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Google has announced that, as of today, YouTube will be available in isiZulu and Afrikaans, two of South Africa’s most widely spoken languages. The internet giant says the move is part of its ongoing effort to localise services.
The announcement comes shortly after the one year anniversary of the launch country’s own YouTube channel. .
According to Google, localised YouTube channels like the South African one, have made it “faster and easier for…users to find and view the videos most relevant to them”.
“The new language versions mean that internet users whose first language is isiZulu or Afrikaans can now fully enjoy what YouTube has to offer,” says Luke McKend, Country Manager, Google South Africa.
“YouTube gives South Africans the power to broadcast themselves, with great content in both languages finding its way onto YouTube,” he added.
McKend went on to illustrate the potential the new languages by listing a number of popular language-specific channels on the platform.
“Popular Afrikaans channels include Die Heuwels Fantasties, Huisgenoot Tempo, kanaalMK and Pasella TV. Meanwhile MduComics is a trumpet for isiZulu content and users can easily find Zulu music on JusGorilla“.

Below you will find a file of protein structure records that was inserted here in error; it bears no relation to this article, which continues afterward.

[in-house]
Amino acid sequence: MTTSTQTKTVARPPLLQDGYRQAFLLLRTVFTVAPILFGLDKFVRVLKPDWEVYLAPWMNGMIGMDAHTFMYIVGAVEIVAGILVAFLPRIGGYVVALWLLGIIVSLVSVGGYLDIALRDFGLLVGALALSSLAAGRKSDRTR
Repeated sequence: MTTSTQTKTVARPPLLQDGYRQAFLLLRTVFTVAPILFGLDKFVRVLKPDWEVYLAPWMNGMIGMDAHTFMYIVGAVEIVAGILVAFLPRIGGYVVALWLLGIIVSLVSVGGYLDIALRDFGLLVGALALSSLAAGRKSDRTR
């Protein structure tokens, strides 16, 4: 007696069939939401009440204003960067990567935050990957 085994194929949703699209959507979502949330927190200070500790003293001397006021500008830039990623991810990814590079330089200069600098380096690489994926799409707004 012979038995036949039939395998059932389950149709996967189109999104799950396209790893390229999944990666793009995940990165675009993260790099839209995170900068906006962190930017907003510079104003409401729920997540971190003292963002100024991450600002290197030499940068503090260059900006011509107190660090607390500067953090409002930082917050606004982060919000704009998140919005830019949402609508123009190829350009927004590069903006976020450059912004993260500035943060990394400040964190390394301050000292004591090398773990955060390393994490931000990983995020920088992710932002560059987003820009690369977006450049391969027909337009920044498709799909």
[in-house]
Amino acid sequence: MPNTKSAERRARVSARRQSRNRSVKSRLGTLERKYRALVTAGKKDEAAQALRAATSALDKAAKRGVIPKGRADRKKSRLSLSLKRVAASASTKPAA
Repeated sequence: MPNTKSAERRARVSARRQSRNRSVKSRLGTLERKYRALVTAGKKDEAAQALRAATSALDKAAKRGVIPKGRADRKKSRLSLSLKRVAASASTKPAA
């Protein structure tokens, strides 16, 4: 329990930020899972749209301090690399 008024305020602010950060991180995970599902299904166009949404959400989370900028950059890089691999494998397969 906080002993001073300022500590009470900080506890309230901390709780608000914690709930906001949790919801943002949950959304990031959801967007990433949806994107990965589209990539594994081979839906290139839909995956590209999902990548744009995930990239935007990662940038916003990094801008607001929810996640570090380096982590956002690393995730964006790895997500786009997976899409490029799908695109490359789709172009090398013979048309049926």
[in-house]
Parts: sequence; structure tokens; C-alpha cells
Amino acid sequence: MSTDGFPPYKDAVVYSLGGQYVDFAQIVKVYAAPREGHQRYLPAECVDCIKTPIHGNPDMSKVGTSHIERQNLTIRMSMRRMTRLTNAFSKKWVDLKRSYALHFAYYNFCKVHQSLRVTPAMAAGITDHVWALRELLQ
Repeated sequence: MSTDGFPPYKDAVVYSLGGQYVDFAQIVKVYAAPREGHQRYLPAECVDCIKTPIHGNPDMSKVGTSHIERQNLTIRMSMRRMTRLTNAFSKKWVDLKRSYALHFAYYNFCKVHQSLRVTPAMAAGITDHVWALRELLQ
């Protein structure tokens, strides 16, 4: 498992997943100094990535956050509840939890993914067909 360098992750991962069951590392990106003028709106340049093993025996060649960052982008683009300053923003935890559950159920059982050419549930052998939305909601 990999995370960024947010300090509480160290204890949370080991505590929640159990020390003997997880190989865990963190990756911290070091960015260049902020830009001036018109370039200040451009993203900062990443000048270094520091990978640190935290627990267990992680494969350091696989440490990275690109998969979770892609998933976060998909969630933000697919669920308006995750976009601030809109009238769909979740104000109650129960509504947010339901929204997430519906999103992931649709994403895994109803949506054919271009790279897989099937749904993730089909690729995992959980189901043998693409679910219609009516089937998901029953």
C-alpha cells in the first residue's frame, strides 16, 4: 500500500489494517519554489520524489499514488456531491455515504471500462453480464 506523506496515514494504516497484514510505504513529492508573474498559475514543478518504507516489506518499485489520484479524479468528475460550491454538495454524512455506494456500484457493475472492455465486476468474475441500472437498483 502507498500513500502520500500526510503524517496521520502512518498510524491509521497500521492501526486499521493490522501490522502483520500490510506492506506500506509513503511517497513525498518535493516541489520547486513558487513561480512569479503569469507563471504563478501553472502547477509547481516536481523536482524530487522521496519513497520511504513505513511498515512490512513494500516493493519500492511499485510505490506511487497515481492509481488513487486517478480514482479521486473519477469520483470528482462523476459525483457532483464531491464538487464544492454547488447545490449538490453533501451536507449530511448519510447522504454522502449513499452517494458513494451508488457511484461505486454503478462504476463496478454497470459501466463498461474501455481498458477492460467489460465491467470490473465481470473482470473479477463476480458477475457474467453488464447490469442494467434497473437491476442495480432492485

Localised content is not, however, the only way Google has tried to make YouTube relevant to emerging markets, particularly those with broadband issues.
YouTube Feather only includes the sites most basic features, “to help ensure that those with low-speed internet connections are able to play videos faster”.
Google is also engaged in other online projects in emerging market countries. In a number of countries, for instance, it provides free websites. The latest of which is India.
Google claims that YouTube views have increased in South Africa 175% in the past year. Perhaps most relevant to emerging markets, however, is the fact that “50% of smartphone users watch videos on their phones every month”.
“YouTube is a place where content is created and shared,” says McKend, “so we’re looking forward to seeing more South African videos uploaded, including content in isiZulu and Afrikaans”.